It’s a strange thing to read something like Arab of the Future and realize just how well I had it as a kid (and to a greater extent, even today). I never had to grow up under the tyranny of dictators, the fear of food shortages, fear of not having a place to live, or fear of radical ideologies putting me in real danger. Whatever fears I did have were often quelled by my own childhood innocence; the idea that the world was far too big to understand, and I only needed to understand things that were immediately relevant to me. I guess that’s where I connect with Arab of the Future.
Arab of the Future is a graphic memoir following its author, Riad Sattouf, as he traveled with his parents from France to Syria to Libya (although how he has such vivid memories from being two is beyond me). While it’s told from Riad’s perspective, it’s really a story more about his father, Abdel-Razak. Hailing from Homs, he is a peculiar and ideologically-split man, believing in pan-Arabism but not always practicing what he preaches.
On the one hand, Arab of the Future is a bit of a tragic tale. As adults, we see the reality of living in Gaddafi’s “Socialist Republic;” the promise that was sold and the lie it ended up being. We see how an idea like the Socialist Republic looks good on paper, but offered no form of security to any of the people living in Syria. We can see the tragedy of living in Libya and how the religious and social constructs can cause an intelligent man like Razak to act as ignorant as the Arabs he claims to want to help. We see the tragedy of Raid’s small time spent in France between Syria and Libya, and it being the best place for him, but his father truly believes they belong in Syria.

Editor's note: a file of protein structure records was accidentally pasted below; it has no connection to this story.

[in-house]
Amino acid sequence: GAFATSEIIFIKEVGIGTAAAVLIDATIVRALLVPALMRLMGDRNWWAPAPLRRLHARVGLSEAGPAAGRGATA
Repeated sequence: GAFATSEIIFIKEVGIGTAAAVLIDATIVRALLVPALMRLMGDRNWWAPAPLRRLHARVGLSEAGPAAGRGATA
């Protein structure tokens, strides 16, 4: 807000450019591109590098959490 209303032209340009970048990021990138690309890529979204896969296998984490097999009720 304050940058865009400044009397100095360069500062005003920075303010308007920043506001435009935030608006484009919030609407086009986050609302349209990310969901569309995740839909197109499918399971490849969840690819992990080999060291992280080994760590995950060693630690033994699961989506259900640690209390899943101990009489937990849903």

On the other hand, Arab of the Future is a charming tale that shows the indomitability of a child’s spirit. We see how despite all the terrible things around him: his nomadic childhood, the poverty, the religious segregation, the threats of death from Arab children, and the inconsistent nature of his father Riad is never put down. He’s never broken; he’s just a child in a world that’s much bigger than himself. He’s curious, ever-willing to learn and sees his father as not only an authority figure, but as a righteous one. In a lot of ways, he’s very much like his father. He believes in him, despite how Razak claims the ideal ideology, but practices the dictator.
Sattouf’s artistry within Arab of the Future is weird and excellent. It possesses its own unique charm while very much capturing the look and feel of all of the places he visits. It really does feel like the drawings themselves are from the perspective of a child, with certain things looking foreign and strange, while others are quite detailed, the way certain places or people are very vivid in your childhood memories.
Arab of the Future is an insightful and darkly comedic tale. While I don’t think you don’t have to be from the Middle East to fully appreciate the tale, it’s an interesting perspective into the history of the politics and culture of the Middle East during the 1970s. It’s enjoyable enough that you won’t want to put it down and short enough that you can get through it in a couple of hours. It’s definitely worth a read.